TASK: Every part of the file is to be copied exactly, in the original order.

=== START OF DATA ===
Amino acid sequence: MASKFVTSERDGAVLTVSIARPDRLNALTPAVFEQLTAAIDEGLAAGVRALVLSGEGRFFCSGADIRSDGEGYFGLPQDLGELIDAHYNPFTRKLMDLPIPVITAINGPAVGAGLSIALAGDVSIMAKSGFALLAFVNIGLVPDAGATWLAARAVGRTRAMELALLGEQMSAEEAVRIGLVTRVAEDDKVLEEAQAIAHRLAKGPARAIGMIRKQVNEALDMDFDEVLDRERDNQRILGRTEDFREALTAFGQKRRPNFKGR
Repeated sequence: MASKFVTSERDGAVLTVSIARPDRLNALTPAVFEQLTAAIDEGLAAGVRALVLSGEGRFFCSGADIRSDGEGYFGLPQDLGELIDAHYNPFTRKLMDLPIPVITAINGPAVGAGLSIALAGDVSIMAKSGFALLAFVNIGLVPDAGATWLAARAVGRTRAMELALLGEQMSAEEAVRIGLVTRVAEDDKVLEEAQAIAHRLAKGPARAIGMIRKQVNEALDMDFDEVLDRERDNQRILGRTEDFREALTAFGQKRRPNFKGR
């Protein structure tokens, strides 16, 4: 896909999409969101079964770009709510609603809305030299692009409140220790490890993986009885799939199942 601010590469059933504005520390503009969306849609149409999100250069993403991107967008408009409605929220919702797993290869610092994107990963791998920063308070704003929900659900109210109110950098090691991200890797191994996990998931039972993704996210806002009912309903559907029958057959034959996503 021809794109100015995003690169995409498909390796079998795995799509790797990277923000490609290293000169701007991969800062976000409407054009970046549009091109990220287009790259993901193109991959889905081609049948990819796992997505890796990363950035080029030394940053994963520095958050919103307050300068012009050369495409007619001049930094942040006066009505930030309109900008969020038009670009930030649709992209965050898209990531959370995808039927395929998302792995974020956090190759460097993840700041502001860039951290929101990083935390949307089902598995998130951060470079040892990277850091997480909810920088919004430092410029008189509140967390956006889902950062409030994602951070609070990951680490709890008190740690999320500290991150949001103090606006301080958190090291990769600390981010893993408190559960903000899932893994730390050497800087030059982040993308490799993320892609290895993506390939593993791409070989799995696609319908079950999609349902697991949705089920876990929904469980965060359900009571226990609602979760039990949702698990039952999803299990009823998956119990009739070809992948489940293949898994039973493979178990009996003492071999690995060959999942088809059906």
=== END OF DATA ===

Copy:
Amino acid sequence: MASKFVTSERDGAVLTVSIARPDRLNALTPAVFEQLTAAIDEGLAAGVRALVLSGEGRFFCSGADIRSDGEGYFGLPQDLGELIDAHYNPFTRKLMDLPIPVITAINGPAVGAGLSIALAGDVSIMAKSGFALLAFVNIGLVPDAGATWLAARAVGRTRAMELALLGEQMSAEEAVRIGLVTRVAEDDKVLEEAQAIAHRLAKGPARAIGMIRKQVNEALDMDFDEVLDRERDNQRILGRTEDFREALTAFGQKRRPNFKGR
Repeated sequence: MASKFVTSERDGAVLTVSIARPDRLNALTPAVFEQLTAAIDEGLAAGVRALVLSGEGRFFCSGADIRSDGEGYFGLPQDLGELIDAHYNPFTRKLMDLPIPVITAINGPAVGAGLSIALAGDVSIMAKSGFALLAFVNIGLVPDAGATWLAARAVGRTRAMELALLGEQMSAEEAVRIGLVTRVAEDDKVLEEAQAIAHRLAKGPARAIGMIRKQVNEALDMDFDEVLDRERDNQRILGRTEDFREALTAFGQKRRPNFKGR
């Protein structure tokens, strides 16, 4: 896909999409969101079964770009709510609603809305030299692009409140220790490890993986009885799939199942 601010590469059933504005520390503009969306849609149409999100250069993403991107967008408009409605929220919702797993290869610092994107990963791998920063308070704003929900659900109210109110950098090691991200890797191994996990998931039972993704996210806002009912309903559907029958057959034959996503 021809794109100015995003690169995409498909390796079998795995799509790797990277923000490609290293000169701007991969800062976000409407054009970046549009091109990220287009790259993901193109991959889905081609049948990819796992997505890796990363950035080029030394940053994963520095958050919103307050300068012009050369495409007619001049930094942040006066009505930030309109900008969020038009670009930030649709992209965050898209990531959370995808039927395929998302792995974020956090190759460097993840700041502001860039951290929101990083935390949307089902598995998130951060470079040892990277850091997480909810920088919004430092410029008189509140967390956006889902950062409030994602951070609070990951680490709890008190740690999320500290991150949001103090606006301080958190090291990769600390981010893993408190559960903000899932893994730390050497800087030059982040993308490799993320892609290895993506390939593993791409070989799995696609319908079950999609349902697991949705089920876990929904469980965060359900009571226990609602979760039990949702698990039952999803299990009823998956119990009739070809992948489940293949898994039973493979178990009996003492071999690995060959999942088809059906």